Service worker: Caching and offline mode strategies

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In this article we are going to look at one of the service worker functions such as cache and offline mode.

To start, we will need a resource server. In Apiumhub we have created a small example server from where we will serve our html, js, css & other resources, it is made in Node for its simplicity. It also contains the service worker files that we will see next. LINK

Service worker: Caching strategies and offline mode

Combining the use of fetch API and cache API, we can create different caching strategies for our service workers. Some of the most common ones are detailed below.

Cache first

This strategy responds to requests within the resource version that is cached in the Cache Storage. If it is the first time and it does not find the cached resource, it will return the resource from the network and will store cache for the next time that is consulted.

Estrategias de caché


const cacheFirst = (event) => {
 event.respondWith(
   caches.match(event.request).then((cacheResponse) => {
     return cacheResponse || fetch(event.request).then((networkResponse) => {
       return caches.open(currentCache).then((cache) => {
         cache.put(event.request, networkResponse.clone());
         return networkResponse;
       })
     })
   })
 )
};

I usually use this strategy for media resources, such as images, videos & so on, since they are heavier resources and take longer to load.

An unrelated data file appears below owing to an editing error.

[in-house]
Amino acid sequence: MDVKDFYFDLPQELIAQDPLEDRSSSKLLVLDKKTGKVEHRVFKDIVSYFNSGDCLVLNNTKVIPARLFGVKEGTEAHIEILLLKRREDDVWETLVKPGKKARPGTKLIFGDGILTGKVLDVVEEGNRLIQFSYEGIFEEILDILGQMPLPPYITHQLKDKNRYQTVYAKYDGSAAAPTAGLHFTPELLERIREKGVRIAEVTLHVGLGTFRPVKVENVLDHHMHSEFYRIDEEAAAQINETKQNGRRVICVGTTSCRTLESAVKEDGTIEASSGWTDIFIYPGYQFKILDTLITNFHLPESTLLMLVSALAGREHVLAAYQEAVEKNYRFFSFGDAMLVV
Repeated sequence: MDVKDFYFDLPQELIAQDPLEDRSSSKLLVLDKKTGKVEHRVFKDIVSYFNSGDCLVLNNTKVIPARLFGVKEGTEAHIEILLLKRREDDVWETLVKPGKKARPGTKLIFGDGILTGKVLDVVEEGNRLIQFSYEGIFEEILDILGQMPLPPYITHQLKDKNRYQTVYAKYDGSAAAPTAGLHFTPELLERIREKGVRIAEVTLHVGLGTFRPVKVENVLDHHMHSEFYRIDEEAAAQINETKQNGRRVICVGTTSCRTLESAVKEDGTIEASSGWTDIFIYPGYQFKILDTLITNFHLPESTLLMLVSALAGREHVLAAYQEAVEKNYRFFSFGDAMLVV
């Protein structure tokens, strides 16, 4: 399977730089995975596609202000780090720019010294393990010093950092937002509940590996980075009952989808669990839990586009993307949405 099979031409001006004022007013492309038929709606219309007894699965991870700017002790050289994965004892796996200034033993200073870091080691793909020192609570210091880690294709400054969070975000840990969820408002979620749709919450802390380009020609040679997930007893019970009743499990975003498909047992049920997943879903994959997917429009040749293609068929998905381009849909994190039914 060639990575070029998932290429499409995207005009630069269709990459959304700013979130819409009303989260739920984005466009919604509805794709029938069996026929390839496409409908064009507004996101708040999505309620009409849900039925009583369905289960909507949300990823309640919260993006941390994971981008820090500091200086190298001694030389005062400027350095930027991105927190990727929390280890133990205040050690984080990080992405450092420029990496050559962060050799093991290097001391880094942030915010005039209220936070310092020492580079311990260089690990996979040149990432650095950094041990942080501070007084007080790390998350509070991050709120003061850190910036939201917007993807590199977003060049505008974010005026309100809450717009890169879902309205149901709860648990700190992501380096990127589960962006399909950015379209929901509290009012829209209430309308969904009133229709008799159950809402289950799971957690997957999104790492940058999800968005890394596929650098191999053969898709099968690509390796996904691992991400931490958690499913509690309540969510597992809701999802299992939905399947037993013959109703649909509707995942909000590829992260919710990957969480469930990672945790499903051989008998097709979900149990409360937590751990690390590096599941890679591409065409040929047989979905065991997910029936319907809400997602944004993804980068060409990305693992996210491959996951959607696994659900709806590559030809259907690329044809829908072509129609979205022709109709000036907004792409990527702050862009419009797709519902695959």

Cache only

This strategy directly responds to requests with the cached version of the resource. If the cached version does not exist, it will return an error.

Screenshot 2021 02 16 at 10.31.28


const cacheOnly = (event) => {
 event.respondWith(caches.match(event.request));
};

I have not found any use case for it.

Network first

This strategy prioritizes the most up-to-date resource version by trying to get it first over the network, even if a cached version already exists. If the network response is satisfactory, it will update cache. If there is an error in the network response it will return the resource directly from cache, if any.

Screenshot 2021 02 16 at 10.33.03


const networkFirst = (event) => {
 event.respondWith(
   fetch(event.request)
     .then((networkResponse) => {
       return caches.open(currentCache).then((cache) => {
         cache.put(event.request, networkResponse.clone());
         return networkResponse;
       })
     })
     .catch(() => {
       return caches.match(event.request);
     })
 )
};